problems and figuring out a solution (with a little help from your friends or family) will help you

feel better about yourself and allow you to sleep at night. You won’t even need a poppy field.

 

Don’t Give Up Your Principles (or Your Ruby Slippers)

Ruby Red

Ruby Red

Dorothy knew giving her ruby slippers to the Wicked Witch would only lead to trouble.

(The sparks that flew when the Witch tried to take them from her might have been an indication.)

So when someone tries to make you do something you know in your heart isn’t right, stand firm and

stay true to yourself.

 

Believe in Good and Good Things Will Happen

 

Wonder what would have happened had Dorothy chosen to follow the Wicked Witch instead of Glinda?

Probably nothing good. Dorothy chose to follow the Good Witch and was helped along her journey.

Being positive and believing in good will make it easier for good things to happen in your life.

 

The Solution Might Be Right Under Your Nose

lessons learnt

lessons learned…

The answer to Dorothy’s problem getting home was literally under her nose the entire time–on

her feet to be precise. When you’ve racked your brain for a fix to your own problem (big or small)

and still don’t have a solution, try stepping away from it for a minute to clear your mind.

Tackling your troubles with a clear head may help you find the simple answers that are right in front

of you.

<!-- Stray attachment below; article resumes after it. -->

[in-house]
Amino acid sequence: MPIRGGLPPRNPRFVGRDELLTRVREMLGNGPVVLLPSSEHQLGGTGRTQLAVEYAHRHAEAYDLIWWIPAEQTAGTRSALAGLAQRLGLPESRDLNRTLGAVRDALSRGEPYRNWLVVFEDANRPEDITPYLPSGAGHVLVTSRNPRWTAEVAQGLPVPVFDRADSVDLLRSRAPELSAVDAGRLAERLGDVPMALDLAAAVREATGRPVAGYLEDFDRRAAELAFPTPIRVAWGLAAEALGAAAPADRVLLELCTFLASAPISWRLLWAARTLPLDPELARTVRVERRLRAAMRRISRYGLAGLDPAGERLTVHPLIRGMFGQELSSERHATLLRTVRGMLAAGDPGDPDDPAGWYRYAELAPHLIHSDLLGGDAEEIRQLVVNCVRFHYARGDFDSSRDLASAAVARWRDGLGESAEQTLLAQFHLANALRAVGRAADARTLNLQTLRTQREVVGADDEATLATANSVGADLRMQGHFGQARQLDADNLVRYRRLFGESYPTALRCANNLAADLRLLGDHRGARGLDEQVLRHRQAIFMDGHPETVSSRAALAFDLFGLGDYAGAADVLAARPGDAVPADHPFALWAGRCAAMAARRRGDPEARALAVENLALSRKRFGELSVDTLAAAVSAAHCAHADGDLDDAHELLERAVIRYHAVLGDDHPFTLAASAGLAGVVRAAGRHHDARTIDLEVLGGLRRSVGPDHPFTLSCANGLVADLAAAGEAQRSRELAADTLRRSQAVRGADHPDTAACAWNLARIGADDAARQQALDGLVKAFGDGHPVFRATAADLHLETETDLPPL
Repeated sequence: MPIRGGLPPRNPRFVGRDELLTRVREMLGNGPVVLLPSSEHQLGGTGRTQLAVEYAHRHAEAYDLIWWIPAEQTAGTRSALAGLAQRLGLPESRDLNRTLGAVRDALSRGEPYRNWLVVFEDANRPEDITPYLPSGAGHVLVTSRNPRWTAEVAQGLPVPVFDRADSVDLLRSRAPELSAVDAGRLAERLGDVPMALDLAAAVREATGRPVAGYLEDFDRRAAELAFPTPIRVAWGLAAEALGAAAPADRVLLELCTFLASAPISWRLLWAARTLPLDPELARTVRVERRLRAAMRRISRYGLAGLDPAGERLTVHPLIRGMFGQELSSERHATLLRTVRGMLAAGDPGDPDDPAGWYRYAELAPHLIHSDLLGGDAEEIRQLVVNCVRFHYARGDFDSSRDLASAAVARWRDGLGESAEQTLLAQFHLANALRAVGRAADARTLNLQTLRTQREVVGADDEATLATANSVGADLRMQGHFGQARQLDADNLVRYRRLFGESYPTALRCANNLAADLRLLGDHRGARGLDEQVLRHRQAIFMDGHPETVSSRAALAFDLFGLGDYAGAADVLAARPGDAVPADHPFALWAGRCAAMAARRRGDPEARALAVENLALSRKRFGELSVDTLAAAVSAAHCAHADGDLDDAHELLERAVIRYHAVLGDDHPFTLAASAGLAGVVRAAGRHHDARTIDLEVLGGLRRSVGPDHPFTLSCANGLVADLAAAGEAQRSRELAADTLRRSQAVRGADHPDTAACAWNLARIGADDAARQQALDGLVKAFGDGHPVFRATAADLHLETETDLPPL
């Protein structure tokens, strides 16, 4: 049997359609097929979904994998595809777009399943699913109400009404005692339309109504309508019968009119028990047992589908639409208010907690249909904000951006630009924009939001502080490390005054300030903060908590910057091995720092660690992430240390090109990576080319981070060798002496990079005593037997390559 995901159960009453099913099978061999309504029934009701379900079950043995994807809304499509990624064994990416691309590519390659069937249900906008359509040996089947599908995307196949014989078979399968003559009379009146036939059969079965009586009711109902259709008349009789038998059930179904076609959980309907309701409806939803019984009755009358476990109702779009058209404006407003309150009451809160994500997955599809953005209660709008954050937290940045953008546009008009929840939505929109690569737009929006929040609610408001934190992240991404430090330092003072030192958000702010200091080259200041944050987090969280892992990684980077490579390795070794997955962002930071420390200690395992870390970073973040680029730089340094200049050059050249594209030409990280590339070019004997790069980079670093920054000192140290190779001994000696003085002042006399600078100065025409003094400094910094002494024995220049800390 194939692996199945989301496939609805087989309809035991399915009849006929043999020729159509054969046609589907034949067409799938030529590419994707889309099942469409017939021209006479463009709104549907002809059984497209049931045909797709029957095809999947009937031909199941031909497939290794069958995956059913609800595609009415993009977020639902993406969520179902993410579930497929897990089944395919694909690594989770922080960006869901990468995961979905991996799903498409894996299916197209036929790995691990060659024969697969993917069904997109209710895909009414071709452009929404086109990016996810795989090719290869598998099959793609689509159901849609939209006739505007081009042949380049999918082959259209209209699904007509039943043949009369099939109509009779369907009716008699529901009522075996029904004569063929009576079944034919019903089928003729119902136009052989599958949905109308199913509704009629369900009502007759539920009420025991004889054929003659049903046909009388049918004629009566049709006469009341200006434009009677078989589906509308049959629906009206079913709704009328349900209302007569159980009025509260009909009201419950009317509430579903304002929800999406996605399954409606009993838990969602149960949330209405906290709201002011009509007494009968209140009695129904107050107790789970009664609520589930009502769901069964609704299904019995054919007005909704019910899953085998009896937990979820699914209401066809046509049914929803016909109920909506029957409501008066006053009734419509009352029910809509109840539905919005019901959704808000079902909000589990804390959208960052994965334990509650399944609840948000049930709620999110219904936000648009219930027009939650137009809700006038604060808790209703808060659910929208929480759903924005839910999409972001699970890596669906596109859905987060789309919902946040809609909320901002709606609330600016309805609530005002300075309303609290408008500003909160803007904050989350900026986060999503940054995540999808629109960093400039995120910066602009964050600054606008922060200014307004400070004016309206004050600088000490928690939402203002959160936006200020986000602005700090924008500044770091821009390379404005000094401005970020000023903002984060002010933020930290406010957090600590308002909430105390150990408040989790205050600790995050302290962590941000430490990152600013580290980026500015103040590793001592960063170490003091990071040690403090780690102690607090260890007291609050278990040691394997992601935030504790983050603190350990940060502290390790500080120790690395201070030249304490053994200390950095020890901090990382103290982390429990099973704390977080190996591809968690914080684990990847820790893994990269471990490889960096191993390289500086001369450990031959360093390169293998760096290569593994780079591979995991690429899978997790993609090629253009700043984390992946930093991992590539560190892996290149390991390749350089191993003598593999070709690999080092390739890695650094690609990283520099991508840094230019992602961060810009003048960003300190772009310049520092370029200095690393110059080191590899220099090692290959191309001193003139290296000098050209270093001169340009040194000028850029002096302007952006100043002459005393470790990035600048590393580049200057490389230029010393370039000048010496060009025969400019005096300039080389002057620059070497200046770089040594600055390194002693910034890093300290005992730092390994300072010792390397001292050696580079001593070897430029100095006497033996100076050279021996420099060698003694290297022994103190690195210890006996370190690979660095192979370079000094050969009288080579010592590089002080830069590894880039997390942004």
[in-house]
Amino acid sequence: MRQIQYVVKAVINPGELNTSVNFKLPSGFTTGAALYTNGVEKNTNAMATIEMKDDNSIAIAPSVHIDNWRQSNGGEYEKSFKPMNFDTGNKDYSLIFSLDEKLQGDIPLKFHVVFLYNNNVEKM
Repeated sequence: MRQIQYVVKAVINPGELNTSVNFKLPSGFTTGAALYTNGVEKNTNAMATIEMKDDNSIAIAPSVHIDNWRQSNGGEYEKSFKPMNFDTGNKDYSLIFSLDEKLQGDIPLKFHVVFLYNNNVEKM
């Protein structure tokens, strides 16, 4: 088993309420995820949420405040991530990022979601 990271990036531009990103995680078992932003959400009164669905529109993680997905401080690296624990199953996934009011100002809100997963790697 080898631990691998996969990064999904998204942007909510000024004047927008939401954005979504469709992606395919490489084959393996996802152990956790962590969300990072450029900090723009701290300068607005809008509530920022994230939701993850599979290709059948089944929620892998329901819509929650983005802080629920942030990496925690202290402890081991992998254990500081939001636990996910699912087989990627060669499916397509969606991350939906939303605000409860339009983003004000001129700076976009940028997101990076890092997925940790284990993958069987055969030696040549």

I hope some of my observations might be of some help to you one day.

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ALL ABOARD!  The LifeTrain!

January 17, 2016

Dr. Martin Luther King, Jr. – Remembered

Category: Thoughts — chuckie @ 1:01 am

He gave his life, so that I could vote….in America, eat at lunch counters…in America, walk into the front door of Malls…in America, sit anywhere there is an open seat in the public transit system…in America. I am a Christian, black man born …in America and most of all, I call myself, what I am, an American!  I was born in America (not Africa). Thank you Dr. King!

Martin Luther King, Jr., was born on January 15, 1929, in Atlanta, Georgia. He was the son of Reverend Martin Luther King, Sr. and Alberta Williams King. Although Dr. King’s name was mistakenly recorded as “Michael King” on his birth certificate, this was not discovered until 1934, when his father applied for a passport. He had an older sister, Willie Christine (September 11, 1927) and a younger brother, Alfred Daniel (July 30, 1930 – July 1, 1969). King sang with his church choir at the 1939 Atlanta premiere of the movie Gone with the Wind. He entered Morehouse College at age fifteen, skipping his ninth and twelfth high school grades without formally graduating. In 1948, he graduated from Morehouse with a Bachelor of Arts (B.A.) degree in sociology, and enrolled in Crozer Theological Seminary in Chester, Pennsylvania, and graduated with a Bachelor of Divinity (B.D.) degree in 1951. In September 1951, King began doctoral studies in systematic theology at Boston University and received his Doctor of Philosophy (Ph.D.) on June 5, 1955 (but see the Plagiarism section for controversy regarding this degree).